Caroline Bobbie, LCSW, a psychotherapist with Sonder Health & Wellness in Raleigh, NC, said insults can “inflict real and lasting emotional pain.”
“In the research study, trigger words such as ‘idiot’ or ‘ugly’ were used. One observation I made with these trigger words were that they were insults that play on our own self-esteem and insecurities,” said Bobbie. “I often work with clients and their inner dialogue. The truth is that most people are their harshest critic. Negative feedback like this also plays into the negativity bias, which makes it more difficult for people to focus on positive feedback that would counter the negativity.”
One of the limitations to the study was that it was done in a lab setting and not in real-life. But experts think that the reactions of the participants would be far more dramatic in a real-life setting.
“These results were found in a lab setting. It begs the question, how much worse is it in the real world when people know specific ways to make you upset?” said Gallagher. “[The ones doing the insulting] are going to find something with an ounce of truth, or something you’re sensitive to.” When verbal attacks are even more personal, the reaction will feel dramatically worse.
A second limitation was the lack of diversity in the study. It only included female participants, who were reacting to manufactured insults from hypothetical men.
“Replicating the study with a more diverse gender population would provide additional information about possible gender differences relative to the physiological impact of verbal threats,” added Forti. “Historically, females created tight social circles for the purposes of physical and psychological survival. Being a member in the community or the social group held increased value due to a drive to survive. A threat to belonging could be catastrophic for a female. Therefore, it makes sense that females would be attuned to verbal threats and physiologically react to them.”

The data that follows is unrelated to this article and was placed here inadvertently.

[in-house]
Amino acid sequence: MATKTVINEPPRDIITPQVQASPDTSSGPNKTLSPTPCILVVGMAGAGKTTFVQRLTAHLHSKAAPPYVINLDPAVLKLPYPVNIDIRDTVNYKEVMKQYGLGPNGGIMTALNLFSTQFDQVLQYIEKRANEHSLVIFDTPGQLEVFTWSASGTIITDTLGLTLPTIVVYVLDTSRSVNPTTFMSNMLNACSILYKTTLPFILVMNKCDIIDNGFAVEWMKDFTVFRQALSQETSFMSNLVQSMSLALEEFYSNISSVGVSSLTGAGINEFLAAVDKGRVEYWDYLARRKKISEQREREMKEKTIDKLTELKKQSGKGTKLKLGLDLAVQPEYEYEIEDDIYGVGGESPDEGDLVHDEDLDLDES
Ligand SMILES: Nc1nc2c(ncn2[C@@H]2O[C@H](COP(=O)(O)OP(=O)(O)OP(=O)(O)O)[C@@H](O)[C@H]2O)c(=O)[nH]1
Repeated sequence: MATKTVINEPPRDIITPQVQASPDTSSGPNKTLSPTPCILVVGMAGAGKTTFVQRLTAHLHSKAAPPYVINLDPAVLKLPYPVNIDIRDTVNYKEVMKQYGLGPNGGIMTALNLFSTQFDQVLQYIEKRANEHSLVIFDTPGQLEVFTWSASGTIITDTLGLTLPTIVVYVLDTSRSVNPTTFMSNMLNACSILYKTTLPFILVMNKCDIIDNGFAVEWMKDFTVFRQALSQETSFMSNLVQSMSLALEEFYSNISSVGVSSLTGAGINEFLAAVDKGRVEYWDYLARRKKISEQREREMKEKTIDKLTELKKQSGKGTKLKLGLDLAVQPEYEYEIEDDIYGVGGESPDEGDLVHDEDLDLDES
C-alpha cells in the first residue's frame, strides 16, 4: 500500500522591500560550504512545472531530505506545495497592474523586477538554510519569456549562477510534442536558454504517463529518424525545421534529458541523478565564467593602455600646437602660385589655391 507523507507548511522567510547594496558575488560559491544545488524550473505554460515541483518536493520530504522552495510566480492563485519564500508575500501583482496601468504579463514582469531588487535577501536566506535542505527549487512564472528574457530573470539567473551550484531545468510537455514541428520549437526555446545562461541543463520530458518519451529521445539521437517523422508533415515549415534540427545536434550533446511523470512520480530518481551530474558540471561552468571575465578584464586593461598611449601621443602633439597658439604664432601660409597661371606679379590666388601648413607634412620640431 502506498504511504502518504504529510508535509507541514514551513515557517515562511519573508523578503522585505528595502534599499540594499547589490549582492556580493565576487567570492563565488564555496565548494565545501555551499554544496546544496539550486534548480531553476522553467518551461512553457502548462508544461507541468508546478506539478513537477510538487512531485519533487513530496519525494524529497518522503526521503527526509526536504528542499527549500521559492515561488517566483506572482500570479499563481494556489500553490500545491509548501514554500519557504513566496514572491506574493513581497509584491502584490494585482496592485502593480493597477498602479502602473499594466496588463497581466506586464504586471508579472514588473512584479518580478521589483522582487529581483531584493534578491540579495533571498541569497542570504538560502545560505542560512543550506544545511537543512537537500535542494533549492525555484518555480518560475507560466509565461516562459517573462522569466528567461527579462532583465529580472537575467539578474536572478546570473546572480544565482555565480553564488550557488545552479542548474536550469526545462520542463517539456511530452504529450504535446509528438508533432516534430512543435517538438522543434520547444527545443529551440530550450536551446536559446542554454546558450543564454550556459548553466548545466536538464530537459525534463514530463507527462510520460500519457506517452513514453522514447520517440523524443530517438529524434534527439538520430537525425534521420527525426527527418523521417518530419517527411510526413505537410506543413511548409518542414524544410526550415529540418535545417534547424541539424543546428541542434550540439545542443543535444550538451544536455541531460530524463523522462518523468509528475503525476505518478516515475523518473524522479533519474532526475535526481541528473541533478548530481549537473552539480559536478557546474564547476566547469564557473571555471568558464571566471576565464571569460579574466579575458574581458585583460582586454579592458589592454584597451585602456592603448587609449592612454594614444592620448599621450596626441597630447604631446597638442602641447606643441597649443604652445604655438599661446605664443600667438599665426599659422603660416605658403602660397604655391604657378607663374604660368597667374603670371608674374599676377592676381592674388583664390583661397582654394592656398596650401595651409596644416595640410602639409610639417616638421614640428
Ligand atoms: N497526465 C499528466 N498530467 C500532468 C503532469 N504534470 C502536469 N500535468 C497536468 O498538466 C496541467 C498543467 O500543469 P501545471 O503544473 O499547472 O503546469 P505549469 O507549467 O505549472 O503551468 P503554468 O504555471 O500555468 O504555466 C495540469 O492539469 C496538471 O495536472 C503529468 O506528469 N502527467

How does this apply in our day-to-day lives? It’s important to take note of relationships in everyday life where insults may be at play. As much as we think we can “handle it,” the damage may be similar to physical abuse.
“Start by monitoring the people in your life — your partner, your family members, your boss. If you’re noticing that you feel really bad when you’re around this group of people, write down what is being said to you. Find out if it’s constructive feedback, or if it is something that is trying to bring you down as a person,” said Gallagher.
The big message that is being reframed recently is that mental health is the same as physical health. Verbal insults can lead to
“When people are in a state of anxiety, they may feel more physical pain than someone who does not have anxiety. We give our physical health a lot more credit and a lot less shame than mental health. Be aware, set boundaries, and if the behavior doesn’t change, you may want to get rid of that relationship,” added Gallagher.
Bobbie added, “My take away from this research study is to be mindful about how you speak to yourself and others. As social creatures living in a society we must all be prepared for negative feedback. It’s a part of life. That being said you can protect your self-esteem from this feedback by learning how to self-soothe with your own inner dialogue. Consider the words you use carefully with yourself and others since your words have a lasting impact.”